Avoiding Root Rot in Hydroponic Systems

Detecting and identifying root rot can be tricky. When your plants get infected, their leaves and roots gradually wither until the whole crop itself dies from the lack of nutrients, which is a common symptom of many diseases.

 

What causes root rot in hydroponics?

One of the requirements in hydroponics systems is oxygen. Without it, your plants are basically on the road to death. On the other hand, lack of such is one of the major triggers for root rot, and it must be avoided at all costs.

Just like when planting in soil, you loosen up the ground so that your plants’ roots can have their required intake of oxygen. That is the case for crops grown in aqueous solutions as well. If they cannot breathe, they would not be able to grow.

Another agent for root rot is the temperature. The last thing you would want in your system are parasites that leech nutrients intended for your plants and infect the water during the process. In common terms, these fungi are called molds.

One of the best breeding grounds for these is warm and moist areas. For this reason, if the water temperature inside your reservoir is high, then you are susceptible to it. Something as minor as letting the solutions exposed to sunlight can already be a risk factor.

 

3 Useful Tips on How to prevent root rot in hydroponics

There is good news! Root rot in hydroponics can be prevented! Just follow these tips:

Tip#1: Use the right air pump

If you do not want root rot to affect your plants, you merely have to avoid its causes. If you need oxygen, keep the water bubbling by providing an air pump of appropriate size, and also give importance to proper ventilation in the room.

 

Tip #2: Maintain the temperature

The temperature should be maintained within the 70 to 80 degrees F range. Get rid of any materials that can make your system vulnerable to infections, and make sure not to disturb your crops while they are trying to grow.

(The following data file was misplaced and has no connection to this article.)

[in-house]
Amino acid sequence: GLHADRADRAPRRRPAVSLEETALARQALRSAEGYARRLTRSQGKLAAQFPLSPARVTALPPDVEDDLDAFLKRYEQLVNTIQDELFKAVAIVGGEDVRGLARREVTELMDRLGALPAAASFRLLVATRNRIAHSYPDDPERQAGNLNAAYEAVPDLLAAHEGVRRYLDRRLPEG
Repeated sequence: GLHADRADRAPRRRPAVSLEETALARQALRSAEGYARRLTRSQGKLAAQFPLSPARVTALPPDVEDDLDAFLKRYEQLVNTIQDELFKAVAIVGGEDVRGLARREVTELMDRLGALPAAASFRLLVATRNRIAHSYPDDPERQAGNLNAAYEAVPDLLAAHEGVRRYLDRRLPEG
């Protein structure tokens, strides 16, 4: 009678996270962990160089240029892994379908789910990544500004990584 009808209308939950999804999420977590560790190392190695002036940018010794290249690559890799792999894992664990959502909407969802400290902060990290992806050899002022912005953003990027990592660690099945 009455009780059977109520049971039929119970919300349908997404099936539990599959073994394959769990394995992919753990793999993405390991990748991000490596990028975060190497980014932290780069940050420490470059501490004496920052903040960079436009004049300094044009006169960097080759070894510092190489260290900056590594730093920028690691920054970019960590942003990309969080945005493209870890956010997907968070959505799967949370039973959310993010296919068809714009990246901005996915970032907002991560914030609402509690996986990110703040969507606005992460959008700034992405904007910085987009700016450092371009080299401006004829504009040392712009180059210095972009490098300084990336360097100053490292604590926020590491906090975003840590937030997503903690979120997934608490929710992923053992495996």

Tip #3: Get rid of the rotten parts

However, if you failed in preventing the disease, then the rotten parts should be removed immediately. Cut them off as there is no chance of reviving them, and focus on the potential new growth instead. Fix your hydroponics system and eliminate the risks.

 

Why Give Greenhouse Gardening a Try?

Greenhouse gardening offers numerous benefits to greens aficionados who dare to take their gardening experience to the next level. Aside from acting as a shield against the effects of inclement weather, a mini, hobby, or semi-pro greenhouse can also serve as a protective layer that keeps harmful bugs and critters at bay.

What’s more, its enclosed structure allows you to control your plants’ growing conditions including the temperature, light, moisture, and ventilation of the greenhouse’s internal environment. With a controlled environment, you’ll be able to extend growing seasons and grow plants that aren’t native to your area.

 

Conclusion

No matter how well-informed you are about how to prevent root rot in hydroponics, you cannot completely eradicate the risks. Therefore, to avoid the worst-case scenario, you should be prepared to sacrifice the infected for the sake of others. While you’re at it, consider trying your hand at greenhouse gardening as well.